Around Campus

Astronaut Charlie Duke revisits Carolina, where his career took off

One of 62 astronauts who trained in celestial navigation at Morehead Planetarium, Charlie Duke is among only 12 people who have walked on the moon.

NASA astronaut Charlie Duke speaks at the Sonja Haynes Stone Center.
NASA astronaut Charlie Duke speaks at the Sonja Haynes Stone Center for Black Culture and History on February 22, 2019, on the campus of the University of North Carolina at Chapel Hill. The speech was organized through a partnership between the Morehead Planetarium and Science Center, the College of Arts and Sciences and the Stone Center. Duke, who did a portion of his astronaut training at Morehead Planetarium in the 1960s, walked on the Moon during the Apollo 16 mission in 1972. In this image, Duke talks about a photo of himself saluting the United States flag while on the moon. (Johnny Andrews/UNC-Chapel Hill)

North Carolina native Charlie Duke spent 11 days of his life in outer space and nearly 24 hours on the moon.

Before that, he spent a year at the University of North Carolina at Chapel Hill’s Morehead Planetarium, where he learned how to navigate the stars.

On Feb. 22, Duke returned to UNC-Chapel Hill to recount some of the most extraordinary moments of his career as an astronaut, including piloting the Apollo 16 mission and becoming the youngest man ever to walk on the moon.

“I took this picture about 20,000 miles from the earth,” Duke said to a sold-out crowd at the Sonja Haynes Stone Center for Black Culture and History, sharing a snapshot of the world from space. “I saw it — a jewel of blue and white and brown, and it just hung in the blackness of space. It was incredibly beautiful.”

Duke, one of 62 astronauts who trained in celestial navigation at Morehead Planetarium, is among only 12 people who have walked on the moon. His lecture, jointly hosted by Carolina’s Morehead Planetarium and Science Center, the College of Arts & Sciences and the Stone Center, offered a glimpse into his experience with NASA.

During his career, Duke worked on five Apollo missions, both in mission control and in flight. But when Duke was young, he never expected to leave his footprints on the moon.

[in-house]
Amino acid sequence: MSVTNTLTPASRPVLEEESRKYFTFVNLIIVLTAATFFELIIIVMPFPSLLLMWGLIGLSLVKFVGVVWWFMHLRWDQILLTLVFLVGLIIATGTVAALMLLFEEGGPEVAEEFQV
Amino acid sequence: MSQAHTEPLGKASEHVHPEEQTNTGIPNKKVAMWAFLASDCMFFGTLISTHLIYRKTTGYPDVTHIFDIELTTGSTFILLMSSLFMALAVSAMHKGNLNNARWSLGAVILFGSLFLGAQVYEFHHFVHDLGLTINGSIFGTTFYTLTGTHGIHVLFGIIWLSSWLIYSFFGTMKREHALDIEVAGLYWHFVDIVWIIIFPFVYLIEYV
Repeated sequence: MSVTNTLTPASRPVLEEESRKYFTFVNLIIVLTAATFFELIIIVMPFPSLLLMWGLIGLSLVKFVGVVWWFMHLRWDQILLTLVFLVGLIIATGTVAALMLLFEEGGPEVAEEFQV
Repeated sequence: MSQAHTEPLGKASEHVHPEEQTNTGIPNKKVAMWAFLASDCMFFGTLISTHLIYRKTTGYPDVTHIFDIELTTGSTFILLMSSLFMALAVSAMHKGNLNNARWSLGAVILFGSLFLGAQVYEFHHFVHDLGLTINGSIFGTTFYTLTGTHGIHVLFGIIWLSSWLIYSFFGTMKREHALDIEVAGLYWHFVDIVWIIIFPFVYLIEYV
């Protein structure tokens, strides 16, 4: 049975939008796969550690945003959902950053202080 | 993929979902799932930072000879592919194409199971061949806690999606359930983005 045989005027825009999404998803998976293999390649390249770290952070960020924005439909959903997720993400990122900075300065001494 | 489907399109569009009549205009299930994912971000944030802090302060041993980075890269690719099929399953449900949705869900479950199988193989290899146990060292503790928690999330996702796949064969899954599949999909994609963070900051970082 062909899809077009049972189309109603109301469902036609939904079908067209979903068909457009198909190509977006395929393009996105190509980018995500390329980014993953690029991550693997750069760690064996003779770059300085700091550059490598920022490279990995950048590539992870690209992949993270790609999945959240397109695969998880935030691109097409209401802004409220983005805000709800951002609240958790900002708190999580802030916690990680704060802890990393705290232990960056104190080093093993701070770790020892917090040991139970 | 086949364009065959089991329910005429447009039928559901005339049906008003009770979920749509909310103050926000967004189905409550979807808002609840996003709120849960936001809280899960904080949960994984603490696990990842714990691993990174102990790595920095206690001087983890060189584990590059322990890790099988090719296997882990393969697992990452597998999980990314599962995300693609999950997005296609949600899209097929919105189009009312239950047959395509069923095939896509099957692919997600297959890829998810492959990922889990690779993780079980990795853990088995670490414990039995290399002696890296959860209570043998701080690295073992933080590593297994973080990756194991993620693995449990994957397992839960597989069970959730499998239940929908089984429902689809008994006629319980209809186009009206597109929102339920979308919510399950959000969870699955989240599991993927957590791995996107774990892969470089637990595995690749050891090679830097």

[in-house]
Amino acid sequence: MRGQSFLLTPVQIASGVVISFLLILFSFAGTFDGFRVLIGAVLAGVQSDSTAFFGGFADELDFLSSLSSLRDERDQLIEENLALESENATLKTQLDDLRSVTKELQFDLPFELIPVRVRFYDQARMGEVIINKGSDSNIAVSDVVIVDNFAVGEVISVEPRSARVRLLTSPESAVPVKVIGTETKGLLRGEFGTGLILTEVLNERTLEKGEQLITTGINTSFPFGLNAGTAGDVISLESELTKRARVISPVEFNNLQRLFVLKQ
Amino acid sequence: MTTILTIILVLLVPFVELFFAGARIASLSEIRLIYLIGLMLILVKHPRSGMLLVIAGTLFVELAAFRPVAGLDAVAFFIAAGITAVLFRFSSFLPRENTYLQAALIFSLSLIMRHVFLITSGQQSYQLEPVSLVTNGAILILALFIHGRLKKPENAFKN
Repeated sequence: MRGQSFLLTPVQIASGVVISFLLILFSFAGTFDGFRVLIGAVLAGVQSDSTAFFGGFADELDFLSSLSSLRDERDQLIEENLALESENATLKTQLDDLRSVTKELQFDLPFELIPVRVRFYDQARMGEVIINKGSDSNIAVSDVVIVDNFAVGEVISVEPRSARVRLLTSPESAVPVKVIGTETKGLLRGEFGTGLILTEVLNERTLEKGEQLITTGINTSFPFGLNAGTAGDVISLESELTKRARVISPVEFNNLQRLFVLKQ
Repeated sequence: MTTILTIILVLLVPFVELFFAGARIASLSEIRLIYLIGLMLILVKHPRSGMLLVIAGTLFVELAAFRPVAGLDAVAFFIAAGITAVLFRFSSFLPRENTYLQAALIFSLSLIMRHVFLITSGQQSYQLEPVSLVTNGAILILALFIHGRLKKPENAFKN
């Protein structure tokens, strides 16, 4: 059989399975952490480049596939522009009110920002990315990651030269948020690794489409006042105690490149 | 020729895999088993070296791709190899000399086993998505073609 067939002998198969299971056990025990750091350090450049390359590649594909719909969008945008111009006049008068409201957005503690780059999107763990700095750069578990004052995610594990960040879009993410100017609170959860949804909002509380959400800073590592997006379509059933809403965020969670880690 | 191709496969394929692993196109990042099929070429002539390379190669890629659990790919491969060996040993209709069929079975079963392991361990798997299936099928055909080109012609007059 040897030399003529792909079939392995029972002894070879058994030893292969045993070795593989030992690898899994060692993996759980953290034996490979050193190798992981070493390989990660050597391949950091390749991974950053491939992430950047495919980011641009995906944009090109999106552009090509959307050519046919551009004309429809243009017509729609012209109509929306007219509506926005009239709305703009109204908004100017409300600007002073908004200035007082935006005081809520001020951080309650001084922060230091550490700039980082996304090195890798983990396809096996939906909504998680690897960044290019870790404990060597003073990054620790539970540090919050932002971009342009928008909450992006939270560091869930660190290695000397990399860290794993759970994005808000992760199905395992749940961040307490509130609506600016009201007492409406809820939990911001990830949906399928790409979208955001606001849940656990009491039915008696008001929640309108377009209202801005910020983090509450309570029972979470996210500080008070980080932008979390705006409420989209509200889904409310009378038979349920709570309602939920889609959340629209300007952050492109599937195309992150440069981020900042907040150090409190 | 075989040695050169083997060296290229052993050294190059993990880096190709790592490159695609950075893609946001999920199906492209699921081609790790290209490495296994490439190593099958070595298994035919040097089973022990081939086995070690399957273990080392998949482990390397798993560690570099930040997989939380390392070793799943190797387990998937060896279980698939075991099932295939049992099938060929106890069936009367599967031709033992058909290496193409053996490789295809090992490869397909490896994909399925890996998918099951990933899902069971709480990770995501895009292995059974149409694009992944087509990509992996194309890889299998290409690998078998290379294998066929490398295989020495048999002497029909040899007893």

“I did not go out into the backyard as a child and say, ‘Mama, I’m going to walk on the moon.’ She would’ve dropped a net on me and taken me to a psychiatric hospital,” he joked.

Even when John F. Kennedy announced that Americans would go to the moon and return safely home by 1969, Duke and his peers in the Air Force didn’t believe it.

“We didn’t think anybody was going to [go to the moon],” he said. “Eight years and two months later, I’m sitting in mission control talking to Neil Armstrong as he landed on the moon.”

Three years after that, Duke walked on the moon himself. He took with him the lessons learned at Carolina about the alignment of the stars and the geology of the moonscape.

And at 83 years old today, he still remembers every detail: the tension leading up to the launch, the dehydrated food, the way the dust clung to his space suit, and most importantly, the way he felt when he stepped foot on the moon for the first time.

“It was wonder, it was awe — the feeling of ‘I’m on the moon!’ It was the most pure, pristine place I had ever see,” he said. “It was very humbling and also very exciting.”

Now Duke waits for another American to walk on the moon. The next person to do so will find Duke’s footprints there — “there’s no erosion on the moon,” he joked — as well as the photo of his family that he left among the craters.

“Fortunately, it looks like there’s some push to return to the moon,” he said. “There’s a lot of good science to be done there. And I think the human spirit is no different than it was [back then]. It’s that same kind of exploration spirit that a lot of us have got inside that’s going to take us back.”